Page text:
Arrow, £7.99, ISBN 978-0-09-957993-9
Contemporary Erotica, 2012 (Reissue)
If you haven’t heard by now, Fifty Shades of Grey is an alternate universe Twilight fanfiction shaved and varnished for, first, self publication just last year. Two more books followed, and everyone talked about it so much that these books flew off the shelves. Naturally, a big publisher soon picked up the series, and now, these books are reissued with spanking new covers that could have very well been done by an art department intern using free stock photos. The books available today are, in fact, reissues, although I’m not sure whether there had been any significant revisions made to the content.
To date, these books continue to find an audience. Mainstream critics tried to measure these books against the literary merits of their “emo young scruffy writer” du jour and flailed around from EL James’s assault on modern sensibilities. Some self-proclaimed feminists clutched at straws and insisted that these books are an affront to the angry vagina movement for daring to portray women as happy submissives consenting to swallow on cue as per the dictates of a contract with a hated foul member of the rampaging patriarchy. Everyone else mocks the books, most of them only having heard of those books from other people, and fans of the books form a defensive circle against the marauding haters.
In other words, the mainstream folks have finally discovered BDSM erotica and alternate universe fanfiction. As a member of the romance community, I can only look on and yawn. We have done the whole hand-wringing “penis enters vagina – look, the world ends!” hysteria and calling for the tarring of those six-toed foully immoral authors with their filthy imagination about… oh, six or seven years ago. Fifty Shades of Grey may scald the panties of mainstream people who generally turn their noses up at romance, but honestly, I don’t see what the fuss is. This book, the first in a trilogy, doesn’t do anything that any middling erotic romance hadn’t done before.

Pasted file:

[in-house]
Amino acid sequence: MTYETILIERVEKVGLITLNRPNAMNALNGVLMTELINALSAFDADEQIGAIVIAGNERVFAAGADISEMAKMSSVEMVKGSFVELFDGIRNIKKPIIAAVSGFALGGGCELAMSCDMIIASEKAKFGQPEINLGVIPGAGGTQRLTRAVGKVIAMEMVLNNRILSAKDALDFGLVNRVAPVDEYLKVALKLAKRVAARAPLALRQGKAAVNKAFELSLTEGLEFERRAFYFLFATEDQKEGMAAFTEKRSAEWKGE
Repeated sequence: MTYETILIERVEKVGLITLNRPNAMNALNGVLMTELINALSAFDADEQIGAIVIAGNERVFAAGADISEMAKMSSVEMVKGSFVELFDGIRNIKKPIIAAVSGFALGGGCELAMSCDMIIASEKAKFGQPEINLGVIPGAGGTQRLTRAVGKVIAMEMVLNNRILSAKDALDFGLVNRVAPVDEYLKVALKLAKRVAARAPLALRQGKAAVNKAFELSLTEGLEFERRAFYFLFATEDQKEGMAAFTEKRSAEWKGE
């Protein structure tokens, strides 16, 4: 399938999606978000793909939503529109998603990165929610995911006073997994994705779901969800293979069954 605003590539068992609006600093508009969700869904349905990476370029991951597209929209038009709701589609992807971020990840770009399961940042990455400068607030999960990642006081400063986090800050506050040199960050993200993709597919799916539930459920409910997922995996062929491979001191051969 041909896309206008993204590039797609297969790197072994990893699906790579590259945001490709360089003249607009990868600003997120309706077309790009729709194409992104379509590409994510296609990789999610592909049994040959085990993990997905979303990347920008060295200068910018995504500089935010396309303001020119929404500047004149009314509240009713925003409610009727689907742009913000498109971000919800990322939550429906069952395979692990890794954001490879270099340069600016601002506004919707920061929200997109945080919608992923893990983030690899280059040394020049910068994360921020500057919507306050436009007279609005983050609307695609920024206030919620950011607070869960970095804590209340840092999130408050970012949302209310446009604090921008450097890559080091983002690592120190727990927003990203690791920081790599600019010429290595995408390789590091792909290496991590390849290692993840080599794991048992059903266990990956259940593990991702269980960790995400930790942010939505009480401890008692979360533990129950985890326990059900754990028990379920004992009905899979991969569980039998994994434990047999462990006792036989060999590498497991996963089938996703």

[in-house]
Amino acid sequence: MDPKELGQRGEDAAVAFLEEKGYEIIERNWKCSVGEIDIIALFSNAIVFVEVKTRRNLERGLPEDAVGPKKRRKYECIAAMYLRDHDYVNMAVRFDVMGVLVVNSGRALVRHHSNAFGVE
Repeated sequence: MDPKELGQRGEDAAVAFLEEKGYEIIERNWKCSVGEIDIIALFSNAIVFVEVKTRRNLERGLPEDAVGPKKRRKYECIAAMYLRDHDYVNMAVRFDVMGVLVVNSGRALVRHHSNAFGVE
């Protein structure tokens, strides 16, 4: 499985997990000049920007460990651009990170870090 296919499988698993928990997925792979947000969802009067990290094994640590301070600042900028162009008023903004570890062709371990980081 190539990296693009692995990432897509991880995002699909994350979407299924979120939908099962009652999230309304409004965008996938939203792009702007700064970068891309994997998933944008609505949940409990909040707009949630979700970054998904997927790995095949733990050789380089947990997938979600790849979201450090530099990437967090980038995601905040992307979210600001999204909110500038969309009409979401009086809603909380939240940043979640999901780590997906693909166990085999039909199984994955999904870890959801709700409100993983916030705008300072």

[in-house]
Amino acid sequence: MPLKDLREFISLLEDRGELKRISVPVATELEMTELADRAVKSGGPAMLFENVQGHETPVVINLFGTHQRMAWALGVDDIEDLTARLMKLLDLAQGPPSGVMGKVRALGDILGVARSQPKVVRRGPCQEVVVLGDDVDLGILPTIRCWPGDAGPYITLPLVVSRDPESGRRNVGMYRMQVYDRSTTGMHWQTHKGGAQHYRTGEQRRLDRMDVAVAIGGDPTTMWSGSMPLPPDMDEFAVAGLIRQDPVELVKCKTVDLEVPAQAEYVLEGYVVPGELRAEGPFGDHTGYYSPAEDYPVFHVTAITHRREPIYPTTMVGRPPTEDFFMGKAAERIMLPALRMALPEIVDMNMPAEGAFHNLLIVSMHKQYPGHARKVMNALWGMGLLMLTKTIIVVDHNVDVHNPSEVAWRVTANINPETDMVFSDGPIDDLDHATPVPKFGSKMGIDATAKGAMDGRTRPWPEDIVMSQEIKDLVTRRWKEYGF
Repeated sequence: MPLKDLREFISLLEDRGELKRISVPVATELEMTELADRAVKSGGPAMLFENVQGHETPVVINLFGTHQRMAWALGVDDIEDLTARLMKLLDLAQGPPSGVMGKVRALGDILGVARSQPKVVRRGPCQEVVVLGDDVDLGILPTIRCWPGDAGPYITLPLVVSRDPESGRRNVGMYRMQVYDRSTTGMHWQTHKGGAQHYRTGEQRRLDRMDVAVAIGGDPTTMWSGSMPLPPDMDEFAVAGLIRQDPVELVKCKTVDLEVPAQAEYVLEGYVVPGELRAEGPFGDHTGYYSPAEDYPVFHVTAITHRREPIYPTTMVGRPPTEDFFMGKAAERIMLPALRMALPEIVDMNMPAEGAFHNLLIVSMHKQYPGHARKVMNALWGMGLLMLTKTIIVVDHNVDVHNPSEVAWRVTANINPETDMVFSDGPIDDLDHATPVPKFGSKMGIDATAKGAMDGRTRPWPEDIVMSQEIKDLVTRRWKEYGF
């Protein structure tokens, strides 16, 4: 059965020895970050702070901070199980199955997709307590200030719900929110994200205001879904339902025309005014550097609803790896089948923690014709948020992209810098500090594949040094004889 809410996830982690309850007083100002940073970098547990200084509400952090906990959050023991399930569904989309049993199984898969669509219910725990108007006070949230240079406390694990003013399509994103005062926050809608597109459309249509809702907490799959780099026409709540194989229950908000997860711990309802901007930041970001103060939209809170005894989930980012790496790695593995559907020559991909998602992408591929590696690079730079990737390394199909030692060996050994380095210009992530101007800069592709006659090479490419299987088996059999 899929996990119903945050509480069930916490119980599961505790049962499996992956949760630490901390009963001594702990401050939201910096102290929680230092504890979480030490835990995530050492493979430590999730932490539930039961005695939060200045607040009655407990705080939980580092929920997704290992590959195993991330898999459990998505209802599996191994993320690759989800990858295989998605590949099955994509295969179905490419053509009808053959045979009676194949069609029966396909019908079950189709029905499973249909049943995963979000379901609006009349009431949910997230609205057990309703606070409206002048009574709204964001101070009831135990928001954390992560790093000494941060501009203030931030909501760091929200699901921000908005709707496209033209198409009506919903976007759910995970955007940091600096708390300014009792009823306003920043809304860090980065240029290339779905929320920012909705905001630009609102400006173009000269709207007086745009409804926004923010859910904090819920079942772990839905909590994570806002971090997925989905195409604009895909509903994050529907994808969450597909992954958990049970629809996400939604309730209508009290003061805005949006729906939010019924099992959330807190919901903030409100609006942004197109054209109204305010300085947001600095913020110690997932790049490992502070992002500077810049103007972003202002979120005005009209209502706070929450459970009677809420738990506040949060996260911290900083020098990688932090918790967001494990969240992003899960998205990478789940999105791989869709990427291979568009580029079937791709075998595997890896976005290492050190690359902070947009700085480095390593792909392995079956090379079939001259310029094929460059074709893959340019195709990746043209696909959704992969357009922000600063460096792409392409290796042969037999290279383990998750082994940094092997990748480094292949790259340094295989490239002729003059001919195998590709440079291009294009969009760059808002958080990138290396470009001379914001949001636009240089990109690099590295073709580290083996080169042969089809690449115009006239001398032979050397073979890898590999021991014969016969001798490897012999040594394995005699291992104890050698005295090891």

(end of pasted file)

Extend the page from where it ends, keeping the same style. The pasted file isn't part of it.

The plot is… ugh. If you can’t tell by her name, heroine Anastasia Rose Steele is one of the biggest Mary Sue wretches around. This is a wretch who claims to have never been kissed before, citing self-esteem issues (“I’m too pale, too skinny, too scruffy, uncoordinated, the list goes on”), and yet, every guy she meets wants to dry hump her (those are the good guys), force themselves on her (the creepy jerks), or do both after getting her to sign a multiple-paged contract, complete with appendices, consenting to a list of things ranging from swallowing without protest to being suspended from the ceiling to taking a whole fist up her rear end (that’s the hero). So traumatized by the fact that she can’t find a man who makes her want to bend over and draw unicorns using the foams of the soap on the floor that she actually runs to the darkest corner of her room to sob and cry about her tragic existence. No, I’m not joking.
Ana is, naturally, a literature student, a smart one too. Since she can’t be too much like Bella Swan or Stephanie Meyer will order her lawyers to tear out every strand of hair from Ms James’s scalp, Ana is a big fan of Thomas Hardy’s Tess of the d’Urbervilles. Just like how Bella imagines that she is Catherine wailing at the top of her lungs for Heathcliff to open the window and let her ghost into the manor, Ana is supposed to have some parallels to Tess. I don’t know, I don’t see it. The only parallel I see is that, like Tess, Ana is soon going to a “maiden no more”, haw haw. Then again, I’m not a literature expert like Bella Swan.
So, despite having little prior experience, Ana waltzes easily into the role of a substitute interviewer for her friend, who, like every other character in this book, exists only to accentuate Ana’s awesomeness. This friend is supposed to interview Christian Grey, a billionaire-zillionaire sort at a very young age who doesn’t waste much time stalking our heroine and yelling at her over the phone when he’s not using ALL CAPS in his emails to her. He’s the masterful type, you see. Ana, the paragon of purity, is so overwhelmed by his masculinity that she quickly puts out to him without a fight. So enamored is he of our heroine’s pure pinky-glittery furnace that he pretty much whips out his favorite contract to our heroine without much ado. You have to read the contract yourself, seriously. Go look it up in a bookstore if you don’t want to buy this book. In my UK edition, that’s from page 165 to 175. Yes, it’s that long.